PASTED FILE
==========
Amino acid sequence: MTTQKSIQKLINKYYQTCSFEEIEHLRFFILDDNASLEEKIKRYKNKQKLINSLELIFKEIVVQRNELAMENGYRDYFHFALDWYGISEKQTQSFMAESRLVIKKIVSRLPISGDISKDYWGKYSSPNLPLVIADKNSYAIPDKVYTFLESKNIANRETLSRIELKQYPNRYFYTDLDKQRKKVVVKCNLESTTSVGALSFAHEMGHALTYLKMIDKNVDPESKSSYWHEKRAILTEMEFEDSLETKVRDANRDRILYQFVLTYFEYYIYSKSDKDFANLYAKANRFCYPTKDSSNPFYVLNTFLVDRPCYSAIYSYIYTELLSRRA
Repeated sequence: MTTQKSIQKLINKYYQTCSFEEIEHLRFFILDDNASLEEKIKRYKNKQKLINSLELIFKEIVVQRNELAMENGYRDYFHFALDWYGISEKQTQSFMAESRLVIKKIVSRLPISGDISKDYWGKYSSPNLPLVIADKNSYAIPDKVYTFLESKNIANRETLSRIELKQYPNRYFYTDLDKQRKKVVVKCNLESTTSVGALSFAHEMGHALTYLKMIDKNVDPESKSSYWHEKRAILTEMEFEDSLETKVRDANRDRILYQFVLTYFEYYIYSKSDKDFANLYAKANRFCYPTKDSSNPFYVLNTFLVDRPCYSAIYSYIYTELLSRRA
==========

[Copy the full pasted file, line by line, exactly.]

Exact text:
Amino acid sequence: MTTQKSIQKLINKYYQTCSFEEIEHLRFFILDDNASLEEKIKRYKNKQKLINSLELIFKEIVVQRNELAMENGYRDYFHFALDWYGISEKQTQSFMAESRLVIKKIVSRLPISGDISKDYWGKYSSPNLPLVIADKNSYAIPDKVYTFLESKNIANRETLSRIELKQYPNRYFYTDLDKQRKKVVVKCNLESTTSVGALSFAHEMGHALTYLKMIDKNVDPESKSSYWHEKRAILTEMEFEDSLETKVRDANRDRILYQFVLTYFEYYIYSKSDKDFANLYAKANRFCYPTKDSSNPFYVLNTFLVDRPCYSAIYSYIYTELLSRRA
Repeated sequence: MTTQKSIQKLINKYYQTCSFEEIEHLRFFILDDNASLEEKIKRYKNKQKLINSLELIFKEIVVQRNELAMENGYRDYFHFALDWYGISEKQTQSFMAESRLVIKKIVSRLPISGDISKDYWGKYSSPNLPLVIADKNSYAIPDKVYTFLESKNIANRETLSRIELKQYPNRYFYTDLDKQRKKVVVKCNLESTTSVGALSFAHEMGHALTYLKMIDKNVDPESKSSYWHEKRAILTEMEFEDSLETKVRDANRDRILYQFVLTYFEYYIYSKSDKDFANLYAKANRFCYPTKDSSNPFYVLNTFLVDRPCYSAIYSYIYTELLSRRA